12 August 2022
Parents and carers are being urged to check the vaccination status of their children following more reports of polio being found in London sewage.
There have been no cases of polio reported in the UK in relation to this and the last case was reported in 1984.
As a precaution, a polio booster programme for children aged 1-9 years of age is being undertaken in London because their vaccine uptake is less than the World Health Organisation’s (WHO) target of 95%. Surveillance outside of London is now taking place to see if polio in sewage can be detected outside the capital. However, the risk is low and is considered to be in the London area only.
The polio vaccine is given alongside routine immunisations at eight, 12, and 16 weeks old, with boosters at three years and four months, and 13 or 14 years old.
Most people who get polio do not show symptoms and won't know they are infected. Some may get flu like symptoms and a very small number may suffer muscle paralysis, usually starting in the legs.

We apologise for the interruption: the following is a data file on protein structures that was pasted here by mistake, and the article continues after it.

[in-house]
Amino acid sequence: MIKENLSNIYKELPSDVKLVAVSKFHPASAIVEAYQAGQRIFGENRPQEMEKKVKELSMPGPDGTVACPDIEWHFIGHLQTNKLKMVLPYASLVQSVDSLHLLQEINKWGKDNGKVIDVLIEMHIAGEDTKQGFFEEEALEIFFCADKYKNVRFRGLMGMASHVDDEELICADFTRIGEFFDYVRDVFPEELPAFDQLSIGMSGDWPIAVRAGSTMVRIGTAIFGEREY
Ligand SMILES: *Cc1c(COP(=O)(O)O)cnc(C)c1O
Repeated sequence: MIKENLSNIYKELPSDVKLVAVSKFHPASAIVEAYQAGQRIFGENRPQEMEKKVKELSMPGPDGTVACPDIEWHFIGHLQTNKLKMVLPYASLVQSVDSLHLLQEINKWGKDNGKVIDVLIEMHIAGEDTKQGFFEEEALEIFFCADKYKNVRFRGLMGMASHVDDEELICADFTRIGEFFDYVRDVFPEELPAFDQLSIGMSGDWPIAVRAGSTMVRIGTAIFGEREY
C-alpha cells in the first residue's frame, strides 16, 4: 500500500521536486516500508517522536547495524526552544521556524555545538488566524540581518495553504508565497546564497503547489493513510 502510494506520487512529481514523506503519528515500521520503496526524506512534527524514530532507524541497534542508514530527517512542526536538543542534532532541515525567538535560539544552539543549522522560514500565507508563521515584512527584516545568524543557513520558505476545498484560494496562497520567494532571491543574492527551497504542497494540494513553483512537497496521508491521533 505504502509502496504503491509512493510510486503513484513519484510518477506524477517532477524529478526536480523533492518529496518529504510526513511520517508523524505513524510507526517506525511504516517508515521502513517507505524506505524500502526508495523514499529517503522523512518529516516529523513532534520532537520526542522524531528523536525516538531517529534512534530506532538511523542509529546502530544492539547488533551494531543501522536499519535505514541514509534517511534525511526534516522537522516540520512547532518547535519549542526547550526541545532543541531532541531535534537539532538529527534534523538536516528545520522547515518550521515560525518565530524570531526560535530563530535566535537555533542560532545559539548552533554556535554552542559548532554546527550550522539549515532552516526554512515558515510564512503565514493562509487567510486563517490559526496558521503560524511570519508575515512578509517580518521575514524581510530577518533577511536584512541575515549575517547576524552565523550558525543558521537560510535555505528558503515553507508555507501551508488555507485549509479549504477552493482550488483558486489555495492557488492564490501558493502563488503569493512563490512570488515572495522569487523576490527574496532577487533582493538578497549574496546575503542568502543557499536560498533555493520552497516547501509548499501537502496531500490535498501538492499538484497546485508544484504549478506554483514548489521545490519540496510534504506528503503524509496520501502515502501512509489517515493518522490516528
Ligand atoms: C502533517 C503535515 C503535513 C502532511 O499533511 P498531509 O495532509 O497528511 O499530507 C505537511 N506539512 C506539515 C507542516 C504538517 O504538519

Jersey's polio vaccine uptake has remained high and above the WHO’s target of 95% since 2008. In 2020, 98% of one-year-olds had received the modern dead virus polio vaccine.
The vaccines used in Jersey, the UK, and Europe, are dead vaccines which protect against polio and cannot cause or revert to disease causing virus. The polio viruses seen in London sewage are thought to be mutations derived from the live polio vaccines still used in some countries outside Europe.
Deputy Medical Officer of Health, Dr Ivan Muscat, said: “Although the threat of Polio remains very low, it is vital that children are vaccinated against the virus. I urge all parents to check their children’s vaccination status. Those that are unsure of their child's vaccination status, or who know that they have not had the polio vaccine, should contact their GP or email@example.com by email or by telephone 443741.
“Vaccination remains the best way to prevent infection and protect yourselves and others."